This week, the Green Bay Packers will face a stouter defensive foe than the Tampa Bay Buccaneers, in the form of the Dallas Cowboys.
During the Cowboys current four-game winning streak, it has been their defense that has stepped up after not playing up to expectations during the beginning of the season. That’s bad news for the Packers, who, as you probably know, have given up a league-leading 37 sacks this season.
Dallas is tied for seventh in the NFL with 21 sacks and features one of the best pass rushers in the league in outside linebacker DeMarcus Ware, who has five sacks and two forced fumbles so far this season.
Ware got off to a slow start this year. He didn’t register a sack in the Cowboys’ first four games, but has mirrored his team’s hot streak in the last four, registering all five of his sacks in those contests.
Another guy the Packers will have to be wary of is Cowboys’ nose tackle Jay Ratliff, who has four sacks on the season and is coming off a two-sack performance against the Philadelphia Eagles.
Although they have no idea who starts at guard for the Packers, ESPN Dallas expects Ratliff to feast on the Packers interior linemen, pointing out that left guard Daryn Colledge has allowed 7.25 sacks on the season (according to Stats Inc.).
Watch for Wade Phillips to try to create one-on-one matchups against the guards for Ratliff out of the nickel package. Ratliff wins those matchups against most guards. The Packers’ pair ought to be easy pickings.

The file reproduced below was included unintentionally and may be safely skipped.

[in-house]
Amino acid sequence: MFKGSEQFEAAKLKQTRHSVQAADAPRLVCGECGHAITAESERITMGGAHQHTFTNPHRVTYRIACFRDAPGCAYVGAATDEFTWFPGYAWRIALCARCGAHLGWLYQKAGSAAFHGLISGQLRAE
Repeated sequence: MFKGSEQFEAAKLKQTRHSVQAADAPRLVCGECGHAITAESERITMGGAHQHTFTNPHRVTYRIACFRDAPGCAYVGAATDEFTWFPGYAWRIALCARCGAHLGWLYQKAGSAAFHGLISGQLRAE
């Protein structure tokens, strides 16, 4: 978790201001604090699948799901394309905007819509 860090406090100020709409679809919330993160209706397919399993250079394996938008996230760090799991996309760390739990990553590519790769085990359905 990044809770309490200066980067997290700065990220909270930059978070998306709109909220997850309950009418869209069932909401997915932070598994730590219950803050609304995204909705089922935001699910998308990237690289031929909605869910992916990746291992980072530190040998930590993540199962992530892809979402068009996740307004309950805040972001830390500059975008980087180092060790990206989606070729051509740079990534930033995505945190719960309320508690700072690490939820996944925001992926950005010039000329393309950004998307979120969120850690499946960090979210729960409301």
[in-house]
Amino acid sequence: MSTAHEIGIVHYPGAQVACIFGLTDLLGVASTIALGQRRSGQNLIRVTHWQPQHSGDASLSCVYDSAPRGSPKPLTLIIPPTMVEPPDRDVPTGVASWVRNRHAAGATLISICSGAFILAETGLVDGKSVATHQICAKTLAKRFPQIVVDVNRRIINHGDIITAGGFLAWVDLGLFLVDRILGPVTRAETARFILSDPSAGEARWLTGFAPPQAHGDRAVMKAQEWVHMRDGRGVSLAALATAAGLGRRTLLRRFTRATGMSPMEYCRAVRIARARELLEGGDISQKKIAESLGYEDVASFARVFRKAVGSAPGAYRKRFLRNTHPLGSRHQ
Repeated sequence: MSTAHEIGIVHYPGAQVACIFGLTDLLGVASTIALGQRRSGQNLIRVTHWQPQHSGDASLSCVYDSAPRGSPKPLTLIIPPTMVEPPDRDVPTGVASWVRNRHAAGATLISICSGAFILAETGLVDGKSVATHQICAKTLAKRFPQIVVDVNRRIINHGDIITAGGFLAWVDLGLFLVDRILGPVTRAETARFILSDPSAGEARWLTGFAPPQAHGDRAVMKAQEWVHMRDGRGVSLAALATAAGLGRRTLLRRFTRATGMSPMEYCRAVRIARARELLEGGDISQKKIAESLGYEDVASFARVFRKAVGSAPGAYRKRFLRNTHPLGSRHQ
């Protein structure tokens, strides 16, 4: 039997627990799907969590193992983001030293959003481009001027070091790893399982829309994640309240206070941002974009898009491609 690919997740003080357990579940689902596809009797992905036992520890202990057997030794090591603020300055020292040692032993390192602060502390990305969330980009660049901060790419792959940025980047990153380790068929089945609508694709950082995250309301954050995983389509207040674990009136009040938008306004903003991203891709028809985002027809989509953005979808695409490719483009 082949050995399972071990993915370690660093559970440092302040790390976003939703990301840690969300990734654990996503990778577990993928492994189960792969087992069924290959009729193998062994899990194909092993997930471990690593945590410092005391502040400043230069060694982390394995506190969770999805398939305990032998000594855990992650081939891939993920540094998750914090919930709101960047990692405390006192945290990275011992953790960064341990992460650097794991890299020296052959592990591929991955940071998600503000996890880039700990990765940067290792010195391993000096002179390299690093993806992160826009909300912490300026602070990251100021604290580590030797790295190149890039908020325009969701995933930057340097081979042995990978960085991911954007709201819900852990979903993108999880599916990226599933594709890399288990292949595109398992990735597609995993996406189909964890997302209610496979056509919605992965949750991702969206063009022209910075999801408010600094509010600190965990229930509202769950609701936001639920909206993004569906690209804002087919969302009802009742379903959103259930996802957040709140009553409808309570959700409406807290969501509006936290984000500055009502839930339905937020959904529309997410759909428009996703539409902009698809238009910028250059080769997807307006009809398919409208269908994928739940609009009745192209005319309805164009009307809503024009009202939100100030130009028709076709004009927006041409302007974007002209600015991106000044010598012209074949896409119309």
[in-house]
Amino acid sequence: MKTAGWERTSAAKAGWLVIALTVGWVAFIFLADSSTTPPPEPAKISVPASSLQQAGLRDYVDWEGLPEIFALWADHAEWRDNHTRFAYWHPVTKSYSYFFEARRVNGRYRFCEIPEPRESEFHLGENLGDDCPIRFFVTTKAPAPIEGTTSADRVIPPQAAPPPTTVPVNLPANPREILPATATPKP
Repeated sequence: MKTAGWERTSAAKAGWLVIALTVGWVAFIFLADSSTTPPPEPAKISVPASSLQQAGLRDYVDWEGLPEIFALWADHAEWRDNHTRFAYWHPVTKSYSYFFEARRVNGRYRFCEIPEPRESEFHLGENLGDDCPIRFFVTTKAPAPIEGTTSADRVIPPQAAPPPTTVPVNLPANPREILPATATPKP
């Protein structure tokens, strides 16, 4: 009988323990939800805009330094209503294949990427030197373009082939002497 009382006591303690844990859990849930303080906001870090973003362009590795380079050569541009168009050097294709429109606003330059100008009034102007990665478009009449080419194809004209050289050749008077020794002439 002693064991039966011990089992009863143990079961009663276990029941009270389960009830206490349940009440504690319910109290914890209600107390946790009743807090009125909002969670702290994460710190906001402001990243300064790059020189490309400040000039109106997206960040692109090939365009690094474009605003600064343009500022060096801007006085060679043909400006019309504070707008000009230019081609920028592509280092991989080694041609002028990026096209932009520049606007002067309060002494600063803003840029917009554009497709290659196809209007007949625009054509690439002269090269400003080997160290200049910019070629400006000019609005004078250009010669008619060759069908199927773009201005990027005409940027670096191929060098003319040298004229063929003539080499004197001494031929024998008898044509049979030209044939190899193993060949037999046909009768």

Of course, these idiots think Allen Barbre plays right guard (Josh Sitton has started at RG since game one) and don’t take into account that some of Colledge’s sacks were given up when filling in for Chad Clifton at left tackle, so their logic is flawed.
I would also argue that since replacing Jason Spitz, center Scott Wells has more than held his own against opposing nose tackles. He’s handled both Cleveland’s Shaun Rodgers and Minnesota’s Pat Williams, two of the larger and better defensive tackles in the league. It would be surprising if Wells wasn’t at least partially responsible for Ratliff most of the game.
Despite such ignorance in the Dallas media, one thing is for sure – the Cowboys are good at rushing the passer and the Packers are poor at protecting him. Factor in the fact the Packers will likely be using their sixth starting offensive line combination of the season, and well, it could be a recipe for disaster.
Despite their penchant to get to the quarterback, the Cowboys defense is ranked in the bottom half of the league (20th) and gives up 336 yard per game. The Cowboys are average against the run (12th, 103 yards per game) and less than against the pass (20th, 233 yards per game).
If the Packers establish their running game to keep the Cowboys’ pass rushers honest and Aaron Rodgers utilizes short drops and quick throws, the Packers have a real shot of winning.
I understand everyone is in love with the deep ball, especially Mike McCarthy, but this isn’t the week or the line to be utilizing seven-step drops and plays that take four seconds to develop. If the Packers do, look for a replay of the last Vikings game.